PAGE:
Programming FAQ - Annual Meeting

What do the different types of sessions/programs mean?

Planned by the 107 AALS Sections AALS Section Programs – Most programs at the Annual Meeting are planned by the sections.  The majority are 100 minutes in length. There are some extended programs with multiple sessions can last a whole morning and/or afternoon.
  • Section Call for Papers Programs include at least one presenter selected from a call for papers.
  • Section Co-Sponsored Programs are organized by two or more Sections that do hold other programs.
  • Section Joint Programs are planned cooperatively between two or more Sections, and Sections participating in a joint program do not typically plan a separate independent program
  • Section Pedagogy Programs are designed for new law school teachers.
  • Section Works-in-Progress are programs in which senior scholars assist junior scholars in preparing their scholarship for submission to law reviews.
Selected by the AALS Program Committee:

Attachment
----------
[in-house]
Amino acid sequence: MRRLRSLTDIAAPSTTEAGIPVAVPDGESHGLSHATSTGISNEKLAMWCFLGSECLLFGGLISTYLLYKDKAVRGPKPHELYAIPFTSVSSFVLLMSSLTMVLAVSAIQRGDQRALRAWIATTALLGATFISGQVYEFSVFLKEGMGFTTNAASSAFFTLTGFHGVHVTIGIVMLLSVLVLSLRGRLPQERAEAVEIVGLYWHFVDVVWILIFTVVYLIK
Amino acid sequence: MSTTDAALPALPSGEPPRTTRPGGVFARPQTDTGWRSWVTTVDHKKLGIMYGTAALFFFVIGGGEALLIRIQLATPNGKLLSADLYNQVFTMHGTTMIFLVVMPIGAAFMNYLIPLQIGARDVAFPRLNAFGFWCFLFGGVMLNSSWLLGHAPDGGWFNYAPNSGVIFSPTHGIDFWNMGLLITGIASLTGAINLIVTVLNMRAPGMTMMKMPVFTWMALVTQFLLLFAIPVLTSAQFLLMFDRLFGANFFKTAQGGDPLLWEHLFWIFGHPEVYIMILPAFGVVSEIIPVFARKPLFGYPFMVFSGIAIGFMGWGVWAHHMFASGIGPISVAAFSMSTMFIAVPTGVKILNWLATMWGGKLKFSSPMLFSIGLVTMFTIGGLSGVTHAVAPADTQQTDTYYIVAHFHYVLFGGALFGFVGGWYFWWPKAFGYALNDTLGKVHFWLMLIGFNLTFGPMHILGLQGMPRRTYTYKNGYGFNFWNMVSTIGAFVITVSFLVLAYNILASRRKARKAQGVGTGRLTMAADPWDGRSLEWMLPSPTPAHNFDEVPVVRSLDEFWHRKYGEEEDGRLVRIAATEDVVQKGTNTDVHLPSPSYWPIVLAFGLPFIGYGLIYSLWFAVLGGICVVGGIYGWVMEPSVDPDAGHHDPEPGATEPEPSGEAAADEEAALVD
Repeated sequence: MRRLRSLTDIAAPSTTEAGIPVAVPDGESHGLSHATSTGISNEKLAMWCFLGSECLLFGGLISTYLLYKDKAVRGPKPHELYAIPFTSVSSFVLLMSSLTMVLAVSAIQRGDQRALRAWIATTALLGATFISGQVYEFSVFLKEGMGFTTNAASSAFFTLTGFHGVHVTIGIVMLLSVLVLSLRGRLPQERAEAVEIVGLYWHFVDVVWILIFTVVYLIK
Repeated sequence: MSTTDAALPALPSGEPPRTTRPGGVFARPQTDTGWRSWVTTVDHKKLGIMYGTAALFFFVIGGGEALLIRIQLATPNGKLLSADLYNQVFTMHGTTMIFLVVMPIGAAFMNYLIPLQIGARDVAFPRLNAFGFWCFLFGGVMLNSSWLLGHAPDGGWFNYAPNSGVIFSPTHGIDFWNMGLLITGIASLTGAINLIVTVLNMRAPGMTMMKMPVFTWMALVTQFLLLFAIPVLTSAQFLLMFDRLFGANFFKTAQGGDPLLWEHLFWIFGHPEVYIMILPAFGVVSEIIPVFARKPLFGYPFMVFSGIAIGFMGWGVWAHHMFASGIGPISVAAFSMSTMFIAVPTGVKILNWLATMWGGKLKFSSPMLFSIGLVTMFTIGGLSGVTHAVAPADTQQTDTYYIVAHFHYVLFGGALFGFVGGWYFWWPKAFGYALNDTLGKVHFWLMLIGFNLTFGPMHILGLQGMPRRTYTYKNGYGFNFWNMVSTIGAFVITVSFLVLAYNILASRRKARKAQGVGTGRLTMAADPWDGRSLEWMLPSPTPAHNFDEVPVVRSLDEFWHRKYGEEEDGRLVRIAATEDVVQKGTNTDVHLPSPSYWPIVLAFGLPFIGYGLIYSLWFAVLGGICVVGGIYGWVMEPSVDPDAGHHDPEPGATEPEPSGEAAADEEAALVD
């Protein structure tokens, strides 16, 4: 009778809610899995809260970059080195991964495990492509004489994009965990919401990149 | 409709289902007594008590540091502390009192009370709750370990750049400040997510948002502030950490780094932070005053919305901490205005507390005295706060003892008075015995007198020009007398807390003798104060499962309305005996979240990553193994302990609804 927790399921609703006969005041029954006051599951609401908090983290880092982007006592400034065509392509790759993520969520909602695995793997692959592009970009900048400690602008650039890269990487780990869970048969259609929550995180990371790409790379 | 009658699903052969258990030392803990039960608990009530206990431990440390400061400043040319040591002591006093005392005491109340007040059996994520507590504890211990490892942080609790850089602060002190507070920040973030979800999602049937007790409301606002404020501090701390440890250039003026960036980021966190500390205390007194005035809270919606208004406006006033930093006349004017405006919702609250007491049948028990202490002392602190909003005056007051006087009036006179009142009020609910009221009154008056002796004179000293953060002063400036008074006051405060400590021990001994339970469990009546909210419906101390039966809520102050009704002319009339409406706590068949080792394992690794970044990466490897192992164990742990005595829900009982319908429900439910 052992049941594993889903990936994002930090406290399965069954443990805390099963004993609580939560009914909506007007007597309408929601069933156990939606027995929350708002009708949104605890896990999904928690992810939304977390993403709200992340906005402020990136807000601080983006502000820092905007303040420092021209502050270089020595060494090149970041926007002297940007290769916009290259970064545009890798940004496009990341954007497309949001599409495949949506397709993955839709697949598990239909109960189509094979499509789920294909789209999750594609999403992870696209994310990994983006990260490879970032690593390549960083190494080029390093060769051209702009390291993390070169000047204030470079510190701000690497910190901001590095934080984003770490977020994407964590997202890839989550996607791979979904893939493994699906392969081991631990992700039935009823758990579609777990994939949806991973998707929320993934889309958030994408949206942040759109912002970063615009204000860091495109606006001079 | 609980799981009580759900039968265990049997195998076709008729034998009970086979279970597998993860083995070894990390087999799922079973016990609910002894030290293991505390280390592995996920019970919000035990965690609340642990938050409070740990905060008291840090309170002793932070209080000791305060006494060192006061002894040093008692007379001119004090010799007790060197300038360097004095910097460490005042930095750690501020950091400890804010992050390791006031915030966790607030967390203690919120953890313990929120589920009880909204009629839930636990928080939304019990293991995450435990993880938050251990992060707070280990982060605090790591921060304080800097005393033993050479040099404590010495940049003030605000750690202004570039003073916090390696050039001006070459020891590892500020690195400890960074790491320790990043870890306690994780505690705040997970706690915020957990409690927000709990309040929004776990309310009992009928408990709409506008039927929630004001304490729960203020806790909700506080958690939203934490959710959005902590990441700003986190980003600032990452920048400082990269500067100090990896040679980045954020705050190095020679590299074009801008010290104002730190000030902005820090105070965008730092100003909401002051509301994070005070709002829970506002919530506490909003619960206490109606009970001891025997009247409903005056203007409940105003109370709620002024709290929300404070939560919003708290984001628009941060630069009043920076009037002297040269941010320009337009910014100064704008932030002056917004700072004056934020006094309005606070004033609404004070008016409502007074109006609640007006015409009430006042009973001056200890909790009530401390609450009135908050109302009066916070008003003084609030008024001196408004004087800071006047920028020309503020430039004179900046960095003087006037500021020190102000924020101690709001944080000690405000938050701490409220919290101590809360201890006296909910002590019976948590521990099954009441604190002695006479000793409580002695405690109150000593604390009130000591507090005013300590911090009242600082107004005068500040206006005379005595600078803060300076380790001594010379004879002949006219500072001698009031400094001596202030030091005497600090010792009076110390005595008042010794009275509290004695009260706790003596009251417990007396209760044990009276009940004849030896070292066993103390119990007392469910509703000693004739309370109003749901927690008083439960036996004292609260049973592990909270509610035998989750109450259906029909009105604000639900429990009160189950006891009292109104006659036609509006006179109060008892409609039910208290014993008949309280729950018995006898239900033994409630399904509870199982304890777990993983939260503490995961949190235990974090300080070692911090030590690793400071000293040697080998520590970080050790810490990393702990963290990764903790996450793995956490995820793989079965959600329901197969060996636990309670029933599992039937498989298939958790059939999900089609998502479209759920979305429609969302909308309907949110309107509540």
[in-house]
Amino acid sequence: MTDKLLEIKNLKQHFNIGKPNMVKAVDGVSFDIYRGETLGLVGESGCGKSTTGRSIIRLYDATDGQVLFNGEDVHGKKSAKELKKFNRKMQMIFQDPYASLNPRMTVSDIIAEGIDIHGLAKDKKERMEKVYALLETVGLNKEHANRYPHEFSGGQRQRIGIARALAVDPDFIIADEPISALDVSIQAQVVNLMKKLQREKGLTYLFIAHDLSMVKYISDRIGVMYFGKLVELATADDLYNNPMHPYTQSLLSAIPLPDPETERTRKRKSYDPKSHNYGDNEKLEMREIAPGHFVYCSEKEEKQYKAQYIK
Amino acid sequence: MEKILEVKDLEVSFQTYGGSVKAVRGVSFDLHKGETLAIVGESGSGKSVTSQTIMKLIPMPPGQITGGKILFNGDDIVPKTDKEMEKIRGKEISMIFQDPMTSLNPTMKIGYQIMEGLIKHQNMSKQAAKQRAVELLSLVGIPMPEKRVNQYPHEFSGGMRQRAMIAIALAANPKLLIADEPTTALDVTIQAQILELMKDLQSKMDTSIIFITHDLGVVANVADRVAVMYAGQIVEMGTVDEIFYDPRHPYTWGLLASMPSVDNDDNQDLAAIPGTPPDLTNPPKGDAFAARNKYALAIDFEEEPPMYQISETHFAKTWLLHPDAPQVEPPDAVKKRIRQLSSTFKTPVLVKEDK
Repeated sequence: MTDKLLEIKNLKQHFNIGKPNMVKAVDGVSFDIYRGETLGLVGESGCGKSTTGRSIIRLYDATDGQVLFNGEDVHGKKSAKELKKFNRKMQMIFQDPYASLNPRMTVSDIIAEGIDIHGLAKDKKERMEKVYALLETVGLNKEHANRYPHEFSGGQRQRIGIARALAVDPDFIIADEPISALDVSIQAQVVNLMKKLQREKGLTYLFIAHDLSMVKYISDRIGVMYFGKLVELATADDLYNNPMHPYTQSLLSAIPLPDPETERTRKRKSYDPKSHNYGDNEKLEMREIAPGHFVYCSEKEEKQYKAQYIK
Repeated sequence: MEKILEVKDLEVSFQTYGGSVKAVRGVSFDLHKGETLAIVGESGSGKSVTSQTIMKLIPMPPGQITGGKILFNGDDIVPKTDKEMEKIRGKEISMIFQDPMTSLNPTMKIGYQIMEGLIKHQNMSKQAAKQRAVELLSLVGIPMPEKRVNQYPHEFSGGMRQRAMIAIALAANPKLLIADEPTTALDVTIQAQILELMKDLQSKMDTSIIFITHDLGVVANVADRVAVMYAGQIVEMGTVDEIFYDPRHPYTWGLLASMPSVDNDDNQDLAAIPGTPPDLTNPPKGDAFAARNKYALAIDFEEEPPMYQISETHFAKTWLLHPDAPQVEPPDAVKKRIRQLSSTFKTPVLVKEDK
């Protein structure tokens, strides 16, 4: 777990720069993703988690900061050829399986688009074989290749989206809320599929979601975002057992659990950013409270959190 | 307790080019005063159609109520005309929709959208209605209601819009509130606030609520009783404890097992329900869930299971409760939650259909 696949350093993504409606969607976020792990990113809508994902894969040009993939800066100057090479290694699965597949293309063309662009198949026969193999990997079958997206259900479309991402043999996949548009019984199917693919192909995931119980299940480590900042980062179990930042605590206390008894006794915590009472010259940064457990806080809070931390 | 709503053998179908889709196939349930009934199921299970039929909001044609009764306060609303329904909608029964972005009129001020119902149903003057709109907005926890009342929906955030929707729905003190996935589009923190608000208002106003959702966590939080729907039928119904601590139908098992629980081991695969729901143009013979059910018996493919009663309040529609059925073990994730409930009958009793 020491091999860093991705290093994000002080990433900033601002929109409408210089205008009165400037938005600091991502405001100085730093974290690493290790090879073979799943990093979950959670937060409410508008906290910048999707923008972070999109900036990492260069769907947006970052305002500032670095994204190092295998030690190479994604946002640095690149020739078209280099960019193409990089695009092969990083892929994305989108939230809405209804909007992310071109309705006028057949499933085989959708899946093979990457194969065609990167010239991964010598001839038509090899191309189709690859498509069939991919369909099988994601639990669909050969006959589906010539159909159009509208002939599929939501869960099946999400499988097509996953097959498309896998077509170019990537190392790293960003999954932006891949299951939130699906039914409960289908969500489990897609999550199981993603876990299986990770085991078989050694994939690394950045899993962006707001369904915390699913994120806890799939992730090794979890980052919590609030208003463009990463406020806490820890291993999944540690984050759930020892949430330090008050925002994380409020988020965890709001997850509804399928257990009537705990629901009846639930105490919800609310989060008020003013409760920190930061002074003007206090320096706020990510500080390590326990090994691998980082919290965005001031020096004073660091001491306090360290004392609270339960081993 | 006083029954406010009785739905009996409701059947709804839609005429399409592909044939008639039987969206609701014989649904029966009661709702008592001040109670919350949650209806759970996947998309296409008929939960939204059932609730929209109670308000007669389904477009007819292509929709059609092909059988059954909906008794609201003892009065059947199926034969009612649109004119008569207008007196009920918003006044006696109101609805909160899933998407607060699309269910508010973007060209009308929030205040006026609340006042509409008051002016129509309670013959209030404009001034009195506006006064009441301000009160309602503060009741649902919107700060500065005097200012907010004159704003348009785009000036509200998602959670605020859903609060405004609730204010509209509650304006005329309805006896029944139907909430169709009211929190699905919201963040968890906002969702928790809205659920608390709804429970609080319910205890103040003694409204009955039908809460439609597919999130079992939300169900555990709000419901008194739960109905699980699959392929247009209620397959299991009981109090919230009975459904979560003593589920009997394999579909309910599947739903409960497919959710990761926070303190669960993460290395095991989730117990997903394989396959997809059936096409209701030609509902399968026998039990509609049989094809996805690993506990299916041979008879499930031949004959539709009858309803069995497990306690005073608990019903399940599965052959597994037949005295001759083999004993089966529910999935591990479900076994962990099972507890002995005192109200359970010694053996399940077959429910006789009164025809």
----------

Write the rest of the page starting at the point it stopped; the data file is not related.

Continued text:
• Discussion Groups are unique programs in which a small group of discussants selected in advance by the Annual Meeting Program Committee (by invitation or selected from a call for participation) conduct focused discussion on a specific topic. There will be limited seating for audience members to observe on a first-come, first-served basis.
  • Hot Topic Programs are programs with late-breaking issues of general interest.
  • Open Source Programs are traditional scholarly programs that do not fit into any of the other program categories.
  • Symposia are half-day or day-long opportunities to examine a specific issue topic in greater depth than is possible during a regular panel program.
Selected by the AALS Committee on Arc of Career Programs:
  • Arc of Career programs are specifically designed to help law faculty with professional development over the course of their law school careers from pre-tenure, to reinvention at mid-career, to retirement.